“Oh, that’s perfect!” Peggy and Casey exclaimed together as Bill registered the words and the sentiment.

“I know just where this goes.” Bill hugged his daughter again, and all his girls followed him out to the garage,where he fumbled around looking for a nail and a hammer, giving himself time to compose himself before turning back and hanging the sign next to the garage entrance where just a short while before he had stomped the dust and the dirt off his feet.

As they stood back and admired the sign, Kimberly said, with an impish grin, “I wanted it to say ‘stomp’ your feet,” and then she shrugged and grinned, “cause that’s what you taught us to do when we got home.”

And together, they stomped their feet and turned and went into the house.

Friday, March 14, 2014

Hide and go seek

The prompt today is to write a scene that involves an annoying relative

"Oh, no" Amanda muttered under her breath as her little brother entered the living room where Amanda was lying on the couch, watching cartoons.

"Do you want to play cards with me?" Bobby asked, "we could play go fish or war?"

"No, Bobby, not now. I just got home from school and I just want to be alone."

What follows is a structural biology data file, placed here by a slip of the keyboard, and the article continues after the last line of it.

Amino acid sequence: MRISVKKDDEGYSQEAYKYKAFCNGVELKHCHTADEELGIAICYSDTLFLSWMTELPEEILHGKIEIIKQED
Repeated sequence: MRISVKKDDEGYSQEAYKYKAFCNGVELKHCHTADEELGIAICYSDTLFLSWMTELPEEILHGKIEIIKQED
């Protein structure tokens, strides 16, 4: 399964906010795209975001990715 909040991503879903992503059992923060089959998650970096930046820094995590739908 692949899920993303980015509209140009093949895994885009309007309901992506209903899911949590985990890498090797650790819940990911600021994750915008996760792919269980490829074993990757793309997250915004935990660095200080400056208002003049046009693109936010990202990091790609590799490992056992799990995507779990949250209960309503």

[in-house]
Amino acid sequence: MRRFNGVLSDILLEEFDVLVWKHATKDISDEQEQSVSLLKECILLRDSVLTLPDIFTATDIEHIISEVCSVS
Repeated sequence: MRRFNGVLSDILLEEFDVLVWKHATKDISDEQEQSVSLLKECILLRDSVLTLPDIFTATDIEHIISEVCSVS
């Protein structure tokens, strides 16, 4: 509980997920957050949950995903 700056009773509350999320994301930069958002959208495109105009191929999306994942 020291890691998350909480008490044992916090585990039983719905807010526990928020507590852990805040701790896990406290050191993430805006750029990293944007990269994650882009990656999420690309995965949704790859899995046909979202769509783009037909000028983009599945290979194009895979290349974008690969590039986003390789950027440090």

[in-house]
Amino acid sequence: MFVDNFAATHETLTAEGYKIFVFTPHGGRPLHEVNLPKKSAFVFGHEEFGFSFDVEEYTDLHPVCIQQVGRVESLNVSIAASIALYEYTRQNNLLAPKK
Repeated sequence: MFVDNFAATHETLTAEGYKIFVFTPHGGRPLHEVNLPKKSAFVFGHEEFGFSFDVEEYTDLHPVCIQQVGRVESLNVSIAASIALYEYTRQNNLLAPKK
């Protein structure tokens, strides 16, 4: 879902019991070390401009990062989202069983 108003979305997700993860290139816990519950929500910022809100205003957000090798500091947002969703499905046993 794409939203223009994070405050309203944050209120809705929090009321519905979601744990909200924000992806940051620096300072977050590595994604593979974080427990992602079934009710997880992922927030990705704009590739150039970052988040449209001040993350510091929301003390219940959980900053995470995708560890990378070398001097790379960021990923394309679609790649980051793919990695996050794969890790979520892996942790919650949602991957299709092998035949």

Bobby was only three and had not yet started school. He spent all day at home alone with Mrs. Thompson, and by the time Amanda got home from kindergarten, Bobby was bored and looking forward to playing with Amanda.

They went through this every day. Amanda loved her brother, but when she first got home from school she liked to have some time to herself.

Bobby flung himself on the ground in front of the TV, but he quickly lost interest in the cartoon and turned around and was looking at her. "We could have a staring contest," Bobby suggested, his big brown eyes opened wide and gazing intently into hers.

"No, Bobby! I just want to watch TV!" The Animaniacs were on and she loved their funny antics, and she didn't want to be bothered with her little brother. But Bobby continued staring at her, and it was hard to ignore him as his face scrunched up from trying not to blink. "Stop staring at me!" she demanded, hoping he would just go away.